Reimagining the Water Cooler for Your Employees in 140 Characters or Less
The water cooler is bone dry.
Truthfully, in many offices and organizations, the water cooler is gone altogether. (You know, trying to save the planet and all.)
From a blatantly literal perspective, I imagine the water cooler became a mainstay in corporate spaces to hydrate employees, plain and simple. But as our thirst for interaction with colleagues grew, and we spent more and more time communicating in general, the water cooler evolved into a place to share opinions, brainstorm ideas, and hey – to take a little break from the daily grind too.
In a figurative sense, the water cooler existed as a social mechanism. It’s a symbol of community, a mediator of discussion and engagement. People would see their colleagues getting up to grab a drink, and see it as a cue to break up the day-to-day monotony and start a conversation.
And with many choosing to eliminate a centralized location used to establish common ground, where does that leave their employees? How do they come together and speak about what they’re working on, their families, the Oscars, or if that damn dress is black and blue or white and gold?
No, Twitter isn’t new per se. But a recent study determined that just over 50% of employers are using social media for internal communication, and of those companies, only four in 10 rated social media as effective.
This means there’s a near majority of brands who aren’t creating a community for their employees, or nurturing a platform of togetherness and mutual respect. With the Millennial majority alive and well, organizations must foster and maintain employee engagement like never before, or risk losing their top talent.
To me, this is a no-brainer.
Twitter is like a water cooler that’s always filled to the brim. With Dom Pérignon.
With limitless potential and real-time engagement that can take place no matter where an employee is based, that water cooler in the little corner of the office near Suzie’s desk becomes a mobile, inter-connected global hub of knowledge in the palms of your employees’ hands.
So how can Twitter help your business?
Well, for starters, take advantage of the fact that a significant chunk of your employees (especially the Millennials) are desperate to affiliate themselves with your brand, talk about the exciting projects they’re working on, and become advocates for your products and services.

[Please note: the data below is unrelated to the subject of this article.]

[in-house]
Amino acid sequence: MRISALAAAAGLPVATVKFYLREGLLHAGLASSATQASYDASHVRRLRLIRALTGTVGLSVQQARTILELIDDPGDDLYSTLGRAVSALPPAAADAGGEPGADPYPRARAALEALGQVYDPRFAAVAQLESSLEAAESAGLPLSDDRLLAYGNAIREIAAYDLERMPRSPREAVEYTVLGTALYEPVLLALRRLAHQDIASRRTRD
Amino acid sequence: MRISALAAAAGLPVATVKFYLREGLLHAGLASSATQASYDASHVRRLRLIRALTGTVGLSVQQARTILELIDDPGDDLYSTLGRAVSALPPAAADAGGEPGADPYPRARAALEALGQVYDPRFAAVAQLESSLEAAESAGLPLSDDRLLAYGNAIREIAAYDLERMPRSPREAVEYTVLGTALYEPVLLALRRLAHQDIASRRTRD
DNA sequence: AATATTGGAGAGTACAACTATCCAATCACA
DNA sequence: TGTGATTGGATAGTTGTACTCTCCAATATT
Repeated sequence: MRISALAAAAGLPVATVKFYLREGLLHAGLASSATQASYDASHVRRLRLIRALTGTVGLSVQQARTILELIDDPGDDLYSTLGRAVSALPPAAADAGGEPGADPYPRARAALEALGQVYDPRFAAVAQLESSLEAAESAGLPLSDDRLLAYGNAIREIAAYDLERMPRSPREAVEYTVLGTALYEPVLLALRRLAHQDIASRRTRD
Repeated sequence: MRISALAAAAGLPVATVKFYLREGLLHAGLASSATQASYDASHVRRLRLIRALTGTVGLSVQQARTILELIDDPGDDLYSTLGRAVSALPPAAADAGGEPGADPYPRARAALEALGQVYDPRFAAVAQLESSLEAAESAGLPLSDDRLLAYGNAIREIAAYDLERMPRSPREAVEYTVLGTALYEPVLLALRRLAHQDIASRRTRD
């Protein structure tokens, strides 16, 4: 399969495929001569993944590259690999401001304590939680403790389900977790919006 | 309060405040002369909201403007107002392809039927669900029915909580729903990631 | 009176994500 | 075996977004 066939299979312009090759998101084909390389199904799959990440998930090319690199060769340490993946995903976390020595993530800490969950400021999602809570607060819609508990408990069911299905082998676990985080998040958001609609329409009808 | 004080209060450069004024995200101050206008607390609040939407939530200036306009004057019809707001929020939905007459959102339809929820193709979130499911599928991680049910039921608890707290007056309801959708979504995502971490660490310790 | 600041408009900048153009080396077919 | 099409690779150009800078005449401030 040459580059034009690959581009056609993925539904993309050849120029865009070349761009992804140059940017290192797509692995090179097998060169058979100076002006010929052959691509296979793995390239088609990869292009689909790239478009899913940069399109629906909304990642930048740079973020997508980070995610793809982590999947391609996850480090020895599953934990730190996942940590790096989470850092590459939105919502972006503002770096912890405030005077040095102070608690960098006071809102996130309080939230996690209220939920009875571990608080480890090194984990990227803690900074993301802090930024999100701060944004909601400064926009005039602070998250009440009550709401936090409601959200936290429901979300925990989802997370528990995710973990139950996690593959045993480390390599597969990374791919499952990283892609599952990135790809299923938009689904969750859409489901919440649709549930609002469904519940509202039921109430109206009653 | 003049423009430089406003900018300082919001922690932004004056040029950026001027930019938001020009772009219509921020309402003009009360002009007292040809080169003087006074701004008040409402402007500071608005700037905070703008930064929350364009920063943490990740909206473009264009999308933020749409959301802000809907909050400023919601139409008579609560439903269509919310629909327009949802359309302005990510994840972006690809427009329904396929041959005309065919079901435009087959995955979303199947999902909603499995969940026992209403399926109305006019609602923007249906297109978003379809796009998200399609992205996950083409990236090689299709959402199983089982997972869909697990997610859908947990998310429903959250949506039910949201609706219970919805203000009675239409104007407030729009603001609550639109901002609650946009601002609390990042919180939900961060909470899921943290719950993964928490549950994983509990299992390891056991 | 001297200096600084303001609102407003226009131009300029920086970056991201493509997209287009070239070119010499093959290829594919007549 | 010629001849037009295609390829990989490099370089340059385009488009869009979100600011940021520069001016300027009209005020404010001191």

But Twitter is also good for:
Upping Your Communication
Your people want to be kept in the loop, but not by sitting in never-ending meetings that go in circles. Share brand strategy and future plans for the organization that will make ALL of your employees feel like they’re a part of something bigger than their title. Use relevant hashtags to curate the content, and while you’re at it, engage your people on what you’re sharing with them. What do they think about the direction you’re headed in?
If used properly, hashtags are a brilliant way to draw your employees in and get them discussing important issues. All someone in your New York office has to do is use the designated hashtag you’ve created, and next thing you know, his or her colleague in Toronto is throwing in their two cents. From there, both employees discover that they have a mutual contact or common interest based on the projects they’re working on and BOOM: relationship established, connection made, alignment 101.
How easy is it to organize a meet-up for drinks after the work day is done by sending out a quick tweet? Or better yet, determine an element of your organization or business that you feel your employees either need or want to know about and organize a TwitterChat. That’s right – pick a day of the week, time, topic and maybe even a guest from your senior management team or external influencer – and sit back and enjoy the engagement. Your people will learn something new, and more importantly, spend time hearing insights from their colleagues.
If you’re still not convinced that Twitter is for you, think of it this way: your employees (again, especially the Millennials) are going to be using social media throughout their work day. For better or worse, tweets will be sent, Facebook posts posted… things go viral and happen so quickly that everybody feels compelled to be plugged in.
So why not leverage that in the way your organization does business? Create an environment where social media and above all else, being social, is embraced and encouraged. Let your employees channel the energy and enthusiasm that you’ve built by creating an engaged culture in a way that spreads your message and promotes your brand.
The fact that an everyday office fixture like the water cooler could unite and stimulate employees simply strengthens my support for Twitter in the workplace. It’s time to re-imagine that concept by harnessing the technology available to all of us. Successful brands recognize that in today’s Social Age, an organization is only as good as its people are in 140 characters or less.
How does your organization use Twitter? Do you feel like there are other ways to employ Twitter in an effort to drive engagement from employees? Please share your thoughts with me in the Comments section below.
*Originally published on March 3, 2015 for MillennialCEO.com*